Astronomy Benalla
Reports - 2014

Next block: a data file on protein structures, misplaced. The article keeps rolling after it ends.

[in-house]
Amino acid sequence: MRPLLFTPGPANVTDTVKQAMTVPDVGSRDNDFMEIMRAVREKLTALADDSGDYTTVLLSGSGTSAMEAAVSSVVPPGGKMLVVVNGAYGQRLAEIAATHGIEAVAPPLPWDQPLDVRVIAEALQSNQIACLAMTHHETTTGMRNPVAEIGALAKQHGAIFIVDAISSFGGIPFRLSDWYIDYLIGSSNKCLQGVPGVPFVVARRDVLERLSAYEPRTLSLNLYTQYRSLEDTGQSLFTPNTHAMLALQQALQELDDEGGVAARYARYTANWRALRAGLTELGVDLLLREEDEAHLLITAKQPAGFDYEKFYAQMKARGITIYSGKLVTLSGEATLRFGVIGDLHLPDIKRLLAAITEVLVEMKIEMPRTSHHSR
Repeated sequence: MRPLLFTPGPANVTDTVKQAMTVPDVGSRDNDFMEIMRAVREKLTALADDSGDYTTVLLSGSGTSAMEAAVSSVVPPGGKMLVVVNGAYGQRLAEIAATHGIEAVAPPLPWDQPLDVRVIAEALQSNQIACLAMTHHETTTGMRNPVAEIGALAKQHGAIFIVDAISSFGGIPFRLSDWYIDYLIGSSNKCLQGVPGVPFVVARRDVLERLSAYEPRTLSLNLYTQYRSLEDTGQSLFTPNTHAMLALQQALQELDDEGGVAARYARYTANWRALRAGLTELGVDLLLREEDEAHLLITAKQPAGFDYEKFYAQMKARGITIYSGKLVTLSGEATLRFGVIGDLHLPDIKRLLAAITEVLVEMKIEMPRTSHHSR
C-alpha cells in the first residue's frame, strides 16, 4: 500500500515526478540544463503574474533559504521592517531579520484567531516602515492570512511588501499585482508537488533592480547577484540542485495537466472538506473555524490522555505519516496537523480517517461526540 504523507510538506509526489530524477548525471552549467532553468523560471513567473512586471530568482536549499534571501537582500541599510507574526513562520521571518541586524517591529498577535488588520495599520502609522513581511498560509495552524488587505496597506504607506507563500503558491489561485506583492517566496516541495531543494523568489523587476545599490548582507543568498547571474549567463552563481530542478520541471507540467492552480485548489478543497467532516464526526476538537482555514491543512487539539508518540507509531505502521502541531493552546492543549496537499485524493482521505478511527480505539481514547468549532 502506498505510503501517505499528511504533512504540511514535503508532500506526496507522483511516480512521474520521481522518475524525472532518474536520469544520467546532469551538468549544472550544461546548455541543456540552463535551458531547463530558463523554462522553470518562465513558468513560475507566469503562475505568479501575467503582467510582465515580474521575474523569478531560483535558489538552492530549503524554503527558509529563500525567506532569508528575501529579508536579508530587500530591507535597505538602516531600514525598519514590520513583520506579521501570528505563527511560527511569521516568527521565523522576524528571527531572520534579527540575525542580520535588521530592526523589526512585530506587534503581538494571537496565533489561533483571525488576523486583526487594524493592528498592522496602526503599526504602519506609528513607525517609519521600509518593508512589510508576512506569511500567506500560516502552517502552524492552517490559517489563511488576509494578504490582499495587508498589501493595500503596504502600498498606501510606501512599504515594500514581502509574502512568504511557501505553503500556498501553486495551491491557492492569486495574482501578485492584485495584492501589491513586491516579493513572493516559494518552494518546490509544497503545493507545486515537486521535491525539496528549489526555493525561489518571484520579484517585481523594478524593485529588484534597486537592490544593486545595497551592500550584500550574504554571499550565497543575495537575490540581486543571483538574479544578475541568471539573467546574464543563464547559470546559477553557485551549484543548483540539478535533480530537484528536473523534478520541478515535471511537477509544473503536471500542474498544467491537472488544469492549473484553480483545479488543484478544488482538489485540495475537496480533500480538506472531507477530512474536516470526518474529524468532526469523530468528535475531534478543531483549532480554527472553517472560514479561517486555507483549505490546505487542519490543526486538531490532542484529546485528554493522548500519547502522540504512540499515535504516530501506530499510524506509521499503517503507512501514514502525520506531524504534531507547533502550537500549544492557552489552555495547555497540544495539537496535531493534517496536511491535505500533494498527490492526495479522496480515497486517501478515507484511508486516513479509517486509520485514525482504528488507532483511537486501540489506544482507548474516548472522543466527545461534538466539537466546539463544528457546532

Astronomy Benalla Viewing Report - 23rd August 2014 I ventured out after collecting three telescopes and eyepieces from our store at 5:00 pm.  Present was our secretary Gary myself then Patrick arrived shortly followed by Bev Morton.   The sky wasn’t very co‐operative providing very close to 100% cloud cover. Not prepared to waist our time we set up  five telescopes and took photos of all, very busy using there telescopes.   We then decided to run a few dry setups of our goto mounts as well as aligning the telescopes at were we thought  Acrux should be. This followed a bit of a protest dance, behold the clouds parted giving us a horizon to horizon view. An excellent sky  present over head we very quickly aligned a Newtonian telescope on a goto mount and after splitting Acrux for our  new astronomers and admiring the view for the very first time. Then our abstemious Secretary Gary made a  discovery that had us wondering for the rest of the night as he had found that by turning the eyepiece zoomed in from  25mm to 8mm separating Acrux from its pup by many times. Following this little bit of discovery Gary had us guessing just what we were looking at as we couldn’t realise just what power we were looking through as he was now in charge  of this eyepiece magic. We took an excellent tour of the sky, stopping first in Centaurus the Centaur, at NGC 5139 Omega Centauri for a look  at this wonder zooming in and out wondering at this majesty a grand globula cluster of many millions of stars (suns)  packed so tightly together the overall diameter being equal to our very own Moon. Following this wonder we next  stoped for a gaze at another wonder NGC 5128 a radio emission site this is also known as Centaurius A we gazed  again seeing this for the first time a real wonder this first real life galaxy we had seen again zoomed and un‐zoomed  to see the wonder of wonders with its dust lane running through it seemingly to cut the galaxy in two. This followed  quite a long visit to Scorpius the scorpion. We went first to Antares the orange heart of the scorpion we just gazed  and then gazed again at this almighty wonder not seen by our eyes before. I have to admit this being one of my  favourite constellations then they all are I suppose.   At Antares after admiring the image Antares presented to us we ventured to very uncharted territory for our new  astronomers and took a search for Messier 4 this taught our new astronomers Gary mainly as he was unwilling to  relinquish the hand controller some star popping techniques as at this time we hadn’t carried out a proper two star,  star alignment of the mount, after much back and forth between Antares and Al Niyat we finally located Messier 4. I  have to admit it would have been easier had we had a wider field of view but then all of that fun would have been  taken out of the exercise. Messier 4 was admired for some time looking at it with a zoomed then un‐zoomed  eyepiece. At this time we received a very welcome visit from Darren and his companion, Kim. From (Shepparton)?  This upped our number from three to five. Following some shaking of hands and introductions Daren told us Not  Shepparton but from Mansfield. Our leader for the night had been doing too much electric fencing for his own good.  And had got it all ballsed up yet again. It was at this point our new astronomers were introduced to averted vision it took a little time to practice but all found  that they were able to use this new method of looking at these objects with a great advancement. They each could  use it to a great advantage getting so much better view of each object. We moved on with a visit to Messier 7 the first  time our astronomers had viewed in real life a real open cluster. At this time it was decided to stop and carry out a  star alignment of our goto mount. So off we went back to Acrux and then on to our second of our two star alignment  these by the way are really suns but then being astronomers we really know this. And away we went, no more  searching of the sky and star hoping we were able to enter our subject. Press enter and the telescope was turned by  our mount to point exactly to our object. Now Gary thought this a marvellous gadget. From then on we just entered  what we wanted to look at and bingo it was there to see. Now more of this time using star hopping.   We now slewed directly onto Messier 7 for a confirmation look to check that Gary now had it all under control. So we  ventured this time into Sagittarius The archer. Stopping this time at the Trifid Nebula now we were really getting into  uncharted territory. At this point after much gazing with our zoom in then out we decided it was some time for some  real fair dinkum viewing so out came the filters. First we had a Hydrogen alpha filter with this and after looking for  some time we were able to see a very faint red glow produced by the nearby suns heating the hydrogen gas in the  nebula to a temperature that it glowed red. But because our eye receptors were not powerful enough the full red glow  was unable to be seen. So not to be put off we fitted a nebula filter and WAMM there before our eyes were channels  and branches of nebulosity all through the object that was completely invisible without the nebula filter. We were able  to see the complete structure of the triple channels running through the nebula. If that wasn’t enough Gary wanted to  know what about planets so away we went in search of our favourite Planet Saturn. We zoomed and zoomed looking  at the fantastic rings Daren was in awe by what he was able to see with his own eyes then we found one of Saturn’s  moons shining away just behind the big planet. Not enough yet, we had to go and find Mars and I was dumfounded  myself as we were able to make out the poles and hemispheres. (Remember how close to us it has come at present  it still gets a bit closer yet.) John Whitehead.